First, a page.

- Discrete Data Import (Consumption). When liquidity and standardized content are established, the EHRs that receive or retrieve clinical data can “do something” with the data, more than just file and display it. As early as 2007 criteria, we published certification criteria for ambulatory EHR discrete import of Laboratory Results that referenced the HITSP-endorsed HL7 2.5.1 Lab Results Reporting Implementation Guide, including a common subset of LOINC observation codes. Thus, many of us were disappointed when the ONC Final Rule for certification, published in 2010, lacked a specific HL7 standard and LOINC requirement, not going as far as what CCHIT had been certifying since 2007. There are 127 CCHIT Certified® ambulatory EHRs that already meet this requirement. For CCDs, the challenge of discrete data import is greater because of the wider variety of data, and multiple applicable vocabularies. Rather than declaring the problem too big to tackle in one shot, we proposed chipping away a few sections at a time, starting in 2010 with discrete import of medications (using RxNorm as specified by HITSP), allergies (using RxNorm and UNII), Immunizations (using CVX) and demographics, then moving on to problems (using SNOMED-CT). These criteria are a matter of public record, and can be found on the CCHIT website: 2008 criteria. See 2008 Criterion IO-AM 11.06 for example, which originally roadmapped discrete data import for 2009, though the date changed to 2010 in the 2009 criteria (published but then withdrawn)***. You can decide based on the facts whether we were too aggressive, or too laggardly, or about right.
So what’s the point of this retrospective? I’ll sum up lessons learned in the next post. I’ll also speak more about how CCHIT’s interoperability criteria compared to ONC’s criteria.
I’ll also discuss some of the agonizing controversies that we faced, particularly in 2008 and 2009 over issues like standardized transport, discrete data import, data reconciliation turf (is it interoperability or functionality or both?) and the feasibility of requiring SNOMED-CT. We wrestled with each of these, and did our best. We might not have succeeded perfectly in all of them, and our criteria development work was superseded by ONC before we could resolve them all, but we learned much in the methodical march!
*** (Long Footnote)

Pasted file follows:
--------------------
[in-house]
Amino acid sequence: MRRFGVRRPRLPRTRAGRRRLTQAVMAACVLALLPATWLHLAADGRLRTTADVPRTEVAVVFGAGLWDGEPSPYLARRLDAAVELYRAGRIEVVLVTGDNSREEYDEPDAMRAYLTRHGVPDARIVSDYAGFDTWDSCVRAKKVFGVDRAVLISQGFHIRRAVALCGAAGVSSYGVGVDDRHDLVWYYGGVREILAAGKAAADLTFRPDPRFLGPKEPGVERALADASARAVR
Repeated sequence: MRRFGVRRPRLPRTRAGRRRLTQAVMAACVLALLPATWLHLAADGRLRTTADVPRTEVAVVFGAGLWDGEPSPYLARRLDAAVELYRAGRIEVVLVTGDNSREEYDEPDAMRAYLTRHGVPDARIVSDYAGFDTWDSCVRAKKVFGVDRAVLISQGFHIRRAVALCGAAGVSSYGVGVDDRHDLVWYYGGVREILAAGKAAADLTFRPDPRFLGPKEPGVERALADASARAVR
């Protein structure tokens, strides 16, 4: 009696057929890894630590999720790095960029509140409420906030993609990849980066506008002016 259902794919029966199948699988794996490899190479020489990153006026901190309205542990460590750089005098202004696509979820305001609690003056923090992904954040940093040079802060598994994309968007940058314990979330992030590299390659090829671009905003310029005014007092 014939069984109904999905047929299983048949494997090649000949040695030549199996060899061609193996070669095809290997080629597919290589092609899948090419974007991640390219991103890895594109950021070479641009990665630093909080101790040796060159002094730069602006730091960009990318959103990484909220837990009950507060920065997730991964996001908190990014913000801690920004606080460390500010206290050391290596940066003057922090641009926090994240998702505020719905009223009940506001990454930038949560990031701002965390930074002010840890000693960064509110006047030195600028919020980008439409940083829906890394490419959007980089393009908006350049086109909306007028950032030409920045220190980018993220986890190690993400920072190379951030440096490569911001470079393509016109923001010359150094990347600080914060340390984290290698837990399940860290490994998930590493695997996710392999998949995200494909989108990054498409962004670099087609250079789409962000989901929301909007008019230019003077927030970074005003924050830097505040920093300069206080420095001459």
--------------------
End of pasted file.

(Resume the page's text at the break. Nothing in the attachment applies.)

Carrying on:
The 2009 Ambulatory Certification criteria, along with the CCHIT 2009 certification program, were not launched, since they were in limbo awaiting decisions on ONC-ATCB certification. But eventually most of these criteria (without the roadmap) were relabeled and launched as the 2011 CCHIT Certified® ambulatory criteria. If the 2009 program had proceeded, Criterion IO-AM 11.06 would have required the following in 2010, adding much specificity beyond what had been proposed in the same criterion in 2008:
The system shall provide the ability to display CCD documents, using a subset of the HITSP C32 specification for the Medication and Immunization History module, file them as intact documents in the EHR, and import the discrete data from one or more of the entries in a structured form into the patient record. The system shall provide the ability to import as discrete data the following data elements from the C32 Medications Module: Free text SIG, free text product name, free text brand name, coded product name, coded brand name, product concentration, status of medication, quantity ordered, order date/time, order expiration date/time, prescription number, quantity dispensed, and fill number. (Note: fill number means the number of fills dispensed, not the number of fills prescribed). The “required if known” (R2) data elements will not always be known, and therefore will not be present in every instance of a C32 document, but if present, the system shall be able to import them
More was explained in the Comments column:
Medication and Immunization History-Coded Subset includes the following content modules of the HITSP C32: Person Information, Healthcare Provider, Medications-Prescriptions and Non-Prescription, Information Source, Comments
The intent for 10 Certification is not to require specific capability to use the imported data but only to show the system is capable of processing discrete data elements from a CCD. In future certification years, more functionality criteria to “use” the data may be added. Fulfillment of the 10 Certification criteria may be demonstrated in a variety of ways, including but not limited to any one of the following:
- Reconciliation functionality that allows CCD data to be compared with existing data, and selectively imported into a list
- A display of data captured from external sources, including the imported discrete data. The physical storage location (database table, file, etc.) is at the vendor’s discretion and does not need to be the same location as the active allergies.
- Creation of an CCD that includes the elements previously imported as discrete data
Vendors may innovate and differentiate their products by how well such data are used, but 10 Certification will not limit vendors to any particular approach